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Military reservists allege discrimination by DEA management

More than a dozen federal agents with the Drug Enforcement Administration have filed an employment complaint in Washington, DC alleging discrimination and harassment by DEA management.
SAN DIEGO, Calif. (CBS 8) -- More than a dozen federal agents with the Drug Enforcement Administration have filed an employment complaint in Washington, DC alleging discrimination and harassment by DEA management.

Two of the 16 agents agreed to speak out to CBS News 8 in their first television interview.

“They (DEA) have a consistent, perpetual harassment that continues to escalate,” said DEA Special Agent Mark Coast of San Diego. “Servicemen should not be treated as second class citizens.”

Coast says he has been constantly harassed by DEA managers because he also serves his country as a U.S. Marine colonel reservist.

He says DEA managers don't like military reservists taking time off work from the DEA to deploy overseas.

“You sit at your desk and your supervisors will constantly come by and tell you, 'You need to get out of the service. You can't serve two masters,'" said Coast, a member of the U.S. Marine Corps Reserves since 1987.

And, Coast is not alone. On Saturday, a total of 16 DEA special agents from all over the country signed on to the
employment complaint
filed with the
U.S. Merit Systems Protection Board
in Washington, DC.

The complaint claims DEA supervisors routinely subject military reservists to "hostile and offensive comments in the workplace" and that DEA managers discriminate against agents who serve in the military by "denying reservists promotions and assignments."

Most of the agents named in the complaint have worked at the DEA office in San Diego and more are expected to come forward.

“It's okay to assert your rights. It's okay to come forward,” said Darek Kitlinski, a supervisory DEA special agent currently working in Washington, DC.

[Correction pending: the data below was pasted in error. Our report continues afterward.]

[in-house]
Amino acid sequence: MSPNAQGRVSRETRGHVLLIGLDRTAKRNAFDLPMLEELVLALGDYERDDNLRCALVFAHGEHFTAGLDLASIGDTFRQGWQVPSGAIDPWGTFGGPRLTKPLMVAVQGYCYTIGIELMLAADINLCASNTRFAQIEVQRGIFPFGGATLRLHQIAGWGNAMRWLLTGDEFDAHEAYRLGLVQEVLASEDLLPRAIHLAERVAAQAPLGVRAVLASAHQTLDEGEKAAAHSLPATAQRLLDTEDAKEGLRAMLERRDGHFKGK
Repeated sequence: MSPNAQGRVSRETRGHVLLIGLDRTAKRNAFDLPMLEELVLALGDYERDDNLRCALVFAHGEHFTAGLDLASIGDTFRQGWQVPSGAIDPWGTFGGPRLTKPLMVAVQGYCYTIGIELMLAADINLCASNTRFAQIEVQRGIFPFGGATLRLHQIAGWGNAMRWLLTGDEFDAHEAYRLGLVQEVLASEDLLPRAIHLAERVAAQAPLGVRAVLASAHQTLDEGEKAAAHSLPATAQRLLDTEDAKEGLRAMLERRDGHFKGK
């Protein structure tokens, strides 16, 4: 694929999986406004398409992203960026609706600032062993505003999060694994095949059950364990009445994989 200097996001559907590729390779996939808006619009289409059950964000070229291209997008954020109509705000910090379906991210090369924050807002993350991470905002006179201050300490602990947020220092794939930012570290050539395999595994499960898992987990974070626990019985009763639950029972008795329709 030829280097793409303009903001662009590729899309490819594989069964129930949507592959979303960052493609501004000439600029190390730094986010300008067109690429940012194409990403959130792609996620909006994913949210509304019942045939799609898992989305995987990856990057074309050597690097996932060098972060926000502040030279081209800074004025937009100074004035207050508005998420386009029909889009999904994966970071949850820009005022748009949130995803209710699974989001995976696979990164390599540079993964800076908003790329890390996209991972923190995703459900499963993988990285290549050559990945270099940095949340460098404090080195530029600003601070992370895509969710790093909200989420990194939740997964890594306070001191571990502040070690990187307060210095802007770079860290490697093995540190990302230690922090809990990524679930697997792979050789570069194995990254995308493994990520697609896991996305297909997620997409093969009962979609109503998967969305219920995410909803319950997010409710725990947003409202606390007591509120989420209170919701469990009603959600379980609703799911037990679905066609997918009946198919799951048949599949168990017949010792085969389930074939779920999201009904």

Kitlinski said he was denied a transfer to work in the same city with his wife.

He said DEA managers did not want to give him the job because they knew he might be called into active duty as a U.S. Coast Guard reservist.

“Upon hearing of me being a reservist, the tone of the meeting quickly changed and the next day my transfer was denied,” Kitlinski said.

In the complaint, the DEA agents are seeking back pay, retroactive promotions, monetary damages, and mandatory employment discrimination training for all DEA managers.

Washington, DC attorney
Kevin Byrnes
represents the agents named in the employment complaint.

“One of my agents was in Kandahar Province and he got an email from his supervisor at DEA saying, ‘I hope you're enjoying the sunny weather.'  He was under mortar attach at the time,” said Byrnes.

The complaint seeks class action status for DEA reservists who have suffered damages:

"The Reservists contend that they themselves have suffered concrete acts of discrimination, retaliation, reprisal and a hostile work environment by DEA supervisors and senior management up to and including the DEA Administrator, Deputy Administrator and Career Board. Further, they suspect that since September 11, 2001, the DEA has hired and retained far fewer Drilling Reservists, as part of a pattern and practice of dissuading agents from remaining in the Armed Forces. The Reservists seek to have designated as a class, all current and former Drilling Reservists who have worked for the DEA from 1990 to the present and continuing throughout the course of this suit."

“They want to be recognized for the commitment they have and they want the agency's management personnel, who are engaging in discrimination, to be held accountable for that discrimination,” said attorney Byrnes.

Managers at the San Diego DEA office declined to comment on the complaint because of the ongoing legal proceedings.

The agents named in the complaint have set up a crowd funding
web site
to help pay for legal expenses and they encourage other agents to contact them via email at